On June 30, 2017 we had an extended deployment time of roughly 45 minutes for our reference server because of a couple of problems with one of the data migrations. We implemented a new feature, user notifications via RSS, that included a migration of data in our database. This migration was broken, causing this deployment to go terribly wrong.
The frontend team afterward met to do a post-mortem to identify the problems, solutions and possible take aways for the future. This is the first post-mortem meeting we held, hopefully but not likely the last. Here goes the report.
We deployed the first bits of the user-RSS feature, creating the
model in our database. A model that uses
single table inheritance
which stores the model name in a type attribute in the database.
A reoccurring job created a couple of hundred entries in the database for this model.
On Friday we deployed another code change which among other things renamed the class to
Notification::RssFeedItem (from plural to singular). However,
the included migration did not update the type column to match the new class
name. Which made the migration fail during the deployment.
We investigated immediately the cause and:
The migration failed again because another change had happened to the
Notifications::RssFeedItem class. The class before had a direct
Group which was refactored to be
a polymorphic association.
However the direct associations were still used in
The migration still failed. Because the code changed the attribute event_payload
to be a serialized
hash, which caused the
save operation in the migration to fail, because we already had stored data as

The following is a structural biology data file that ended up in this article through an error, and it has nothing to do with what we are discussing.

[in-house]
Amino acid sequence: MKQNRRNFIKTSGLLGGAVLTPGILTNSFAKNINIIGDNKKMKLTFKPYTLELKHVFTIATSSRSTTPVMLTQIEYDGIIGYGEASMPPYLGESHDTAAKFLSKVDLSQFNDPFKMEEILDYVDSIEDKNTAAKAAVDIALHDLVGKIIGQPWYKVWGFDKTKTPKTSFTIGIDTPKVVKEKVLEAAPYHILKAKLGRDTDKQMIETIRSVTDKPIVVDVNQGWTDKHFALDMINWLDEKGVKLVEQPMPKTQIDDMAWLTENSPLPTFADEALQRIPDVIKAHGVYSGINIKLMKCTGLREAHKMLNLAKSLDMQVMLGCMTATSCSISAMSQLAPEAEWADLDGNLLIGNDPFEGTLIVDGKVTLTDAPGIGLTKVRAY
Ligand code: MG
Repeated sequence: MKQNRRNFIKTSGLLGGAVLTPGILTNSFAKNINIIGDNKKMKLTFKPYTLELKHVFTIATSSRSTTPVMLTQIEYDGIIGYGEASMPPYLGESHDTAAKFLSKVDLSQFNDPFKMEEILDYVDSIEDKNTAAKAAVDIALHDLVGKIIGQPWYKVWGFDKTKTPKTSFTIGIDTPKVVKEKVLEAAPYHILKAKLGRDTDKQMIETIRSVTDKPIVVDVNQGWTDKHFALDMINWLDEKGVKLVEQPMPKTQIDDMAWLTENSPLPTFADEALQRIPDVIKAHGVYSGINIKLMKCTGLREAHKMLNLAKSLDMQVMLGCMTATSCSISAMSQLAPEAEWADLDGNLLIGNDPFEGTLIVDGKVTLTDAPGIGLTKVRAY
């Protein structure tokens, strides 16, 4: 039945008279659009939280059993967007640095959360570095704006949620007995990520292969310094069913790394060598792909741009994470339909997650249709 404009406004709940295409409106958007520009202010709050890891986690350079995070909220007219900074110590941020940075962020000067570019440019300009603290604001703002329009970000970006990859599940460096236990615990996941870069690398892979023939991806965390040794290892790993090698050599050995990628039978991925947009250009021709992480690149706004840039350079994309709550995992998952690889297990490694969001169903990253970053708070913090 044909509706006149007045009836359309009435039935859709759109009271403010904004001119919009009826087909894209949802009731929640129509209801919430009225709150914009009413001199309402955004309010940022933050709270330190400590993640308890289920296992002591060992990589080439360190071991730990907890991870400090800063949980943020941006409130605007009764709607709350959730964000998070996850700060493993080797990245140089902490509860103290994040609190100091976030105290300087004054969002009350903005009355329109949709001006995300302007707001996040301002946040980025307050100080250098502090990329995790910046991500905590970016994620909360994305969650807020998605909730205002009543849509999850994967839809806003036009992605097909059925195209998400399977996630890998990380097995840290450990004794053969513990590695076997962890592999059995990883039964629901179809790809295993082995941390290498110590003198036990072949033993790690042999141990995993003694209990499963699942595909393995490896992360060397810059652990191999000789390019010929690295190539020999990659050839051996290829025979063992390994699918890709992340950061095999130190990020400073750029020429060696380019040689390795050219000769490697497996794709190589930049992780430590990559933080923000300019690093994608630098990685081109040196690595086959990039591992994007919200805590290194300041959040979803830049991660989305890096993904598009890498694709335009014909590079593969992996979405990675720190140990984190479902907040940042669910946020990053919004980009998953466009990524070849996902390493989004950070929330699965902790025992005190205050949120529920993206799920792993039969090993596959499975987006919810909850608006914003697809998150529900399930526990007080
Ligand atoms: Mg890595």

string type in the event_payload attribute which caused a type mismatch.
hashtype for the attribute and ran the migration again.
The migration ran through successfully but after booting up the service we
noticed we had many SQL lock timeouts related to the
Notifications::RssFeedItemin the reoccurring job responsible for that, to no avail.
After those changes build.opensuse.org was back to be fully operational after around 40 minutes.
Obviously we are in need of more automated testing of migrations with data. A couple of things we are going to try are:
Another area we have to get better in is tracking of monkey patches that are applied to production. To make sure they are included in the deployment or are re-applied afterwards. Here are some ideas how to do that:
We also had a couple of general ideas.
We are sorry for the downtime we have caused with this for our users but we hope you trust us to do better in the future. We already have implemented a couple of the proposed improvements and we are working on more to come!